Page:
“IN MEMORIAM. ON THE NIGHT OF 7-8 JUNE 1944, EIGHTEEN CANADIAN SOLDIERS WERE MURDERED IN THIS GARDEN WHILE BEING HELD HERE AS PRISONERS OF WAR. TWO MORE PRISONERS DIED HERE, OR NEARBY, ON 17 JUNE 1944. LEST WE FORGET.”
Next we made a stop to the Ardenne Abbey Massacre occurred during the Battle of Normandy at the Ardenne Abbey, a Premonstratensian monastery in Saint-Germain-la-Blanche-Herbe, which is approximately 4.5 km from Caen, France. This location has very important significance to Canadian history because this is where in June 1944, 20 Canadian soldiers were illegally executed in a garden at the abbey by members of the 12th SS Panzer Division Hitlerjugend.
During the Normandy Campaign, then SS-Standartenführer Kurt Meyer, commander of the 25th Panzer Grenadier Regiment, used the Ardenne Abbey for his regimental headquarters, as the turret allowed for a clear view of the battlefield.
Both the method by which the killings were carried out and upon whom the blame rests remain points of contention. Some basic facts, however, are certain. During the evening of 7 June, 11 Canadian prisoners of war, soldiers from the North Nova Scotia Highlanders and the 27th Armoured Regiment (The Sherbrooke Fusilier Regiment), were shot in the back of the head. This was a flagrant violation of the Geneva Conventions (of which Germany was a signatory) and therefore these actions constituted a war crime.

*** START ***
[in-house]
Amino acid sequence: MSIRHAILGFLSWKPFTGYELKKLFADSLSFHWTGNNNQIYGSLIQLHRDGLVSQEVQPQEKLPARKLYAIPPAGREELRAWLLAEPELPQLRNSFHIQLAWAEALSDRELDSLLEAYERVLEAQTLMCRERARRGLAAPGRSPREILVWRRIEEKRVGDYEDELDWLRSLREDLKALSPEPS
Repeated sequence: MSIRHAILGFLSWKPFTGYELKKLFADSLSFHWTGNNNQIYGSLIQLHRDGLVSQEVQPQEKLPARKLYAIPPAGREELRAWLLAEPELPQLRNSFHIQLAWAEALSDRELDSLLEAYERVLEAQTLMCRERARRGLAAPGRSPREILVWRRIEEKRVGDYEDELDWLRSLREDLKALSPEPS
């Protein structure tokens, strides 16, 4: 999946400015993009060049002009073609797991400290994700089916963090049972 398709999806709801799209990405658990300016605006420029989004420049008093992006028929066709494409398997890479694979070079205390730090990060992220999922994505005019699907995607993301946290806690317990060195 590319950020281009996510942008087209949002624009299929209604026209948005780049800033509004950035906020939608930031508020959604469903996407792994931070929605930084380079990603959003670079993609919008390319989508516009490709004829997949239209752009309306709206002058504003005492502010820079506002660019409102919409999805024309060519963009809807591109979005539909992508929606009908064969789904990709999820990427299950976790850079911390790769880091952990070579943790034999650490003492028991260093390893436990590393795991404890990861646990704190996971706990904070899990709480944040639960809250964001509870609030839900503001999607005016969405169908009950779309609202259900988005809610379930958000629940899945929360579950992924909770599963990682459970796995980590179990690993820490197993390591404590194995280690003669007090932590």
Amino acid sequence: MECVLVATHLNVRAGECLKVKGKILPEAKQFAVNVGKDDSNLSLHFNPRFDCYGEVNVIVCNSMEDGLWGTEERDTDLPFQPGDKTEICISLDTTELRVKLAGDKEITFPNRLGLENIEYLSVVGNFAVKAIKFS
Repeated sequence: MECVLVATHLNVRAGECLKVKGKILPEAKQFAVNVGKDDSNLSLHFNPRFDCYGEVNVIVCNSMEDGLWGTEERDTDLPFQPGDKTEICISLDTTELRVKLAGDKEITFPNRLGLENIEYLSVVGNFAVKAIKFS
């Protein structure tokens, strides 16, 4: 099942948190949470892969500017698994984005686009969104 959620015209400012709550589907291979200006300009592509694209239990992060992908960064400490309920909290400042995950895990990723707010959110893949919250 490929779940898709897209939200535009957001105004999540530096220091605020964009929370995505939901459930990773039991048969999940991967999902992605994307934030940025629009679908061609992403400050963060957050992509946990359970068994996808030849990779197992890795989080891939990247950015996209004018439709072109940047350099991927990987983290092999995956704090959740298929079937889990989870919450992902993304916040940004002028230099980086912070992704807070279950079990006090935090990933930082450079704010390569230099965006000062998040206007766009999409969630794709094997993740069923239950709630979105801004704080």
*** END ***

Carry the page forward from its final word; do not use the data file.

Of the North Nova Scotia Highlanders were:
- Private Ivan Crowe
- Private Charles Doucette
- Corporal Joseph MacIntyre
- Private Reginald Keeping
- Private James Moss
Of the 27th Armoured Regiment (The Sherbrooke Fusiliers Regiment) were:
- Trooper James Bolt
- Trooper George Gill
- Trooper Thomas Henry
- Trooper Roger Lockhead
- Trooper Harold Philip
- Lieutenant Thomas Windsor
The following day, 8 June, seven more POWs from the North Nova Scotia Highlanders were also executed:
- Private Walter Doherty
- Private Hollis McKeil
- Private Hugh MacDonald
- Private George McNaughton
- Private George Millar
- Private Thomas Mont
- Private Raymond Moore
On 17 June, two more Canadian soldiers, Lieutenant Frederick Williams and Lance Corporal George Pollard, were also believed to have been killed at or around the abbey.
After liberating the Ardenne Abbey on 8 July, members of the Regina Rifle Regiment discovered the body of Lieutenant Williams; Lance Corporal Pollard was never found. The bodies of those killed on 7 and 8 June were not found until the winter and spring of 1945, when inhabitants from the abbey accidentally discovered remains throughout the premises. Examinations of the remains revealed that the soldiers had either been shot or bludgeoned directly in the head. All the remains were taken to the cemeteries at Beny-sur-Mer or Bretteville-sur-Laize, except for Private McKeil, who was taken to Ryes War Cemetery.